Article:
Disruptive technology is an innovation that significantly alters the way that consumers, industries, or businesses operate.
A disruptive technology sweeps away the systems or habits it replaces because it has attributes that are recognizably superior
Clayton Christensen1 developed the concept of disruptive innovations, which are technological innovations, products, services, processes, or concepts that disrupt the status quo. Along with Michael Raynor, Christensen further developed the concept to apply to businesses, where the disruptive innovation might actually underperform existing technologies or not satisfy customers in the mainstream market.
In time, however, firms that use the disruptive technology satisfy a niche market or fringe customers who value the technology or the product it makes possible. The technology eventually exceeds the performance of prior products and improves to the extent that it satisfies the mainstream market. Firms that support the disruptive technology “displace incumbent firms that supported the prior technology.”
Disruptive Technology and Marketing
Disruptive technology or innovation is all about change, novelty, difference. Disruptive innovation creates new products and new markets, and demonstrates a new value for something consumers didn’t know they needed, wanted or were missing.
Disruptive technology is not created within an existing framework, but rather identifies new opportunities and changes the conversation around tech and innovation. Disruption allows smaller organizations without huge resources to compete with and challenge bigger, more established companies.
A disruptive marketing strategy is your opportunity to take the marketing rules you’ve lived by for the last decade and throw them into the trash. It’s about moving past the “tried and true”, and exploring the risky, but new.
The right disruptive marketing campaigns can even help you to repair and overhaul your brand reputation – improving company perception and paving the way for bigger and better sales.
For some companies, disruptive marketing is about making the world more accessible. For other organizations exploring disruptive marketing campaigns, the purpose of disruption is all about fighting back against a social or economic injustice – like Lush standing up for cosmetics that avoid animal testing.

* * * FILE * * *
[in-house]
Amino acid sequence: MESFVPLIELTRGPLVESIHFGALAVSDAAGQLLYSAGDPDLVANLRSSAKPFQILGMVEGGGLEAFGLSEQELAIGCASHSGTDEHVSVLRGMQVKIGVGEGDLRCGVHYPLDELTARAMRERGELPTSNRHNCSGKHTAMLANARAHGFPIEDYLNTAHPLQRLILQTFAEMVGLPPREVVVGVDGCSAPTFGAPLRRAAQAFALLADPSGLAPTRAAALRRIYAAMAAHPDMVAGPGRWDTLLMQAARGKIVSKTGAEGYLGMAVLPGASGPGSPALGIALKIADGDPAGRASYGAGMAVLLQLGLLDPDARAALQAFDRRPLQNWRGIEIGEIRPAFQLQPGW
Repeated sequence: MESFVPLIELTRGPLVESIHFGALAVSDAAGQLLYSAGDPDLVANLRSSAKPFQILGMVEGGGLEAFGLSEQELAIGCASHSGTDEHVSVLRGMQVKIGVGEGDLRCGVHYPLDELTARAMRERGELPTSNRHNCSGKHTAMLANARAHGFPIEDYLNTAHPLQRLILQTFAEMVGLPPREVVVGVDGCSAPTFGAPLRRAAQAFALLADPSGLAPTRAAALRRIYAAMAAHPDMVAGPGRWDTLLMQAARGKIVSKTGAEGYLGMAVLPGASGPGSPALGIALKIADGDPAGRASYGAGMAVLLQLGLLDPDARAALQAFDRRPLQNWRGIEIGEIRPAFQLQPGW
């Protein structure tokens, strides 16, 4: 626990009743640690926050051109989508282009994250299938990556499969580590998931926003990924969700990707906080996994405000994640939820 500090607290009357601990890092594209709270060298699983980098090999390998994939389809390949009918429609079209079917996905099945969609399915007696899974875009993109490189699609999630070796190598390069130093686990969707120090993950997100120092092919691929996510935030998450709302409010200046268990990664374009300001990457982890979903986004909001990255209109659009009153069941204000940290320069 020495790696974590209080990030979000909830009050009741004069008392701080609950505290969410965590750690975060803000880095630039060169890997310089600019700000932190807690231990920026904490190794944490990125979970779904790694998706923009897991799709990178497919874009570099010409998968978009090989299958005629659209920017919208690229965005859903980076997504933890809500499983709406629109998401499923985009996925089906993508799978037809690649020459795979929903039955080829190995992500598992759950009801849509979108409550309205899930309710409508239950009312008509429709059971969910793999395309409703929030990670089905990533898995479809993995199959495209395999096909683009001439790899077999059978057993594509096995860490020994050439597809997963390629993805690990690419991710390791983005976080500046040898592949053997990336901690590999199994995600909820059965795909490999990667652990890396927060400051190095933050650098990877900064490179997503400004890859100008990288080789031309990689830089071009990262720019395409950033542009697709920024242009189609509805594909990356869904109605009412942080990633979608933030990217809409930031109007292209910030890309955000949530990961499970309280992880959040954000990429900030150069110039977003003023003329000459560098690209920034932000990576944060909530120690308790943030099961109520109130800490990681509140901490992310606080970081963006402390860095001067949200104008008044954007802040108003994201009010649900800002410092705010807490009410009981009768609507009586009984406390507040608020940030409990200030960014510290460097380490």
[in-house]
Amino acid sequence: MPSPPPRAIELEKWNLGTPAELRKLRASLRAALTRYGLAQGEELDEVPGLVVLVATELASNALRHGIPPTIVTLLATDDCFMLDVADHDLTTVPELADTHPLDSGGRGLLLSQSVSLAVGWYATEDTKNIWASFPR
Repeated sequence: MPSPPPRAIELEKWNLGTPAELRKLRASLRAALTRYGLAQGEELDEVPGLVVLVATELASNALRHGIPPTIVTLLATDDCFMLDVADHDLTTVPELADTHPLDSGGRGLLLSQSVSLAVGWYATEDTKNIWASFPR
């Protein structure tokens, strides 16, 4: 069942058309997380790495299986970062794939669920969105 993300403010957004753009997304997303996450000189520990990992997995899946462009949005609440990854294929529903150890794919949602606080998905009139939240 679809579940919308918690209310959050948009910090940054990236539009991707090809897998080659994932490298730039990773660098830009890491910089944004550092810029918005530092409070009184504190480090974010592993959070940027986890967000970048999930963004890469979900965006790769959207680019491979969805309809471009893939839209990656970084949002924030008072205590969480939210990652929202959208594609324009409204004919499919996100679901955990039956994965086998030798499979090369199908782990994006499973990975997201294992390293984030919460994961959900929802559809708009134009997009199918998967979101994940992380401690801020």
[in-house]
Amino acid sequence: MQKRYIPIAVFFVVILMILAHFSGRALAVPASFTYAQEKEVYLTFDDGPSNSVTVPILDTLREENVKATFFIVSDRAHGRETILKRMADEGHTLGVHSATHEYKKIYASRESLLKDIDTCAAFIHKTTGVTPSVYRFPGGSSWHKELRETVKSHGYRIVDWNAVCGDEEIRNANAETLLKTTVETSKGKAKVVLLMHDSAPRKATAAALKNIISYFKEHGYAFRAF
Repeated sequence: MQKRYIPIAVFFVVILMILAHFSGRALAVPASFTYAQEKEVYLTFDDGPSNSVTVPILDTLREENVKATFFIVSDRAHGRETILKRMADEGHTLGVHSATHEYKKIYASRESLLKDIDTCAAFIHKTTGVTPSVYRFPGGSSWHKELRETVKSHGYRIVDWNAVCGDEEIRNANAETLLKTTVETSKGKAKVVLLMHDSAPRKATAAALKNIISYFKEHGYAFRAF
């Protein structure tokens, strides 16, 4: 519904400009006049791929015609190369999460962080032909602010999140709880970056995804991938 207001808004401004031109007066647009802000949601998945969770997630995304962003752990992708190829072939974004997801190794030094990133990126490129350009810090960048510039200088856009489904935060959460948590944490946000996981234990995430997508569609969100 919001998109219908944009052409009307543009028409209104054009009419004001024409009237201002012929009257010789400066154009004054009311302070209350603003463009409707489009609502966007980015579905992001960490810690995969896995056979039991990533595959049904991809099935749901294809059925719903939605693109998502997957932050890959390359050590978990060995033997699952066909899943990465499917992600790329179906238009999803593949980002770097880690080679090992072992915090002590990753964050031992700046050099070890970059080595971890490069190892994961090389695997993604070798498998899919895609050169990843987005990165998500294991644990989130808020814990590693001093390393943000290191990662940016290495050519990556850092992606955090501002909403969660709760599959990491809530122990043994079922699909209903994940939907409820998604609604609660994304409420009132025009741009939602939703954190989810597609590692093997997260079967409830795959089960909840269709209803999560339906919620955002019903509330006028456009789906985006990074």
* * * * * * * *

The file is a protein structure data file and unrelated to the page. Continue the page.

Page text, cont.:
Perhaps the most compelling feature of any disruptive marketing strategy is the fact that it will always be unique to the brand that creates it. That means that when it’s used correctly, linked with your company voice, and connected to your overriding image, your disruptive marketing plan could be the key to a brand’s differentiation strategy.
After all, while other people might try to duplicate your idea, a truly disruptive brand will create an image that no-one else can duplicate.
Since today’s consumer’s prize once-in-a-lifetime experiences above everything else, disruptive marketing offers fast-pass access to brand loyalty for companies who aren’t afraid to do something new. That’s why businesses everywhere are racing to become the next Uber, Amazon, or Airbnb. Disruption breeds buzz.
Disruptive vs sustaining technology
|Disruptive innovation creates new products and new markets, and demonstrates a new value||Sustaining innovation is about development and improvement, working within established markets and with pre-existing products.|
|Disruptive technology is all about shooting for a new audience, or persuading existing users that they want something different||Sustaining technology largely comes about as a result of listening to the needs of your current audience|
|Smaller, more agile companies, and start-ups however tend to have the advantage when dealing with disruptive technology||Bigger, more established companies tend to be more successful when it comes to sustaining innovation|
|Disruptive technology (although it can take time) can make a huge splash||Sustaining innovation is a more long-term, incremental approach|
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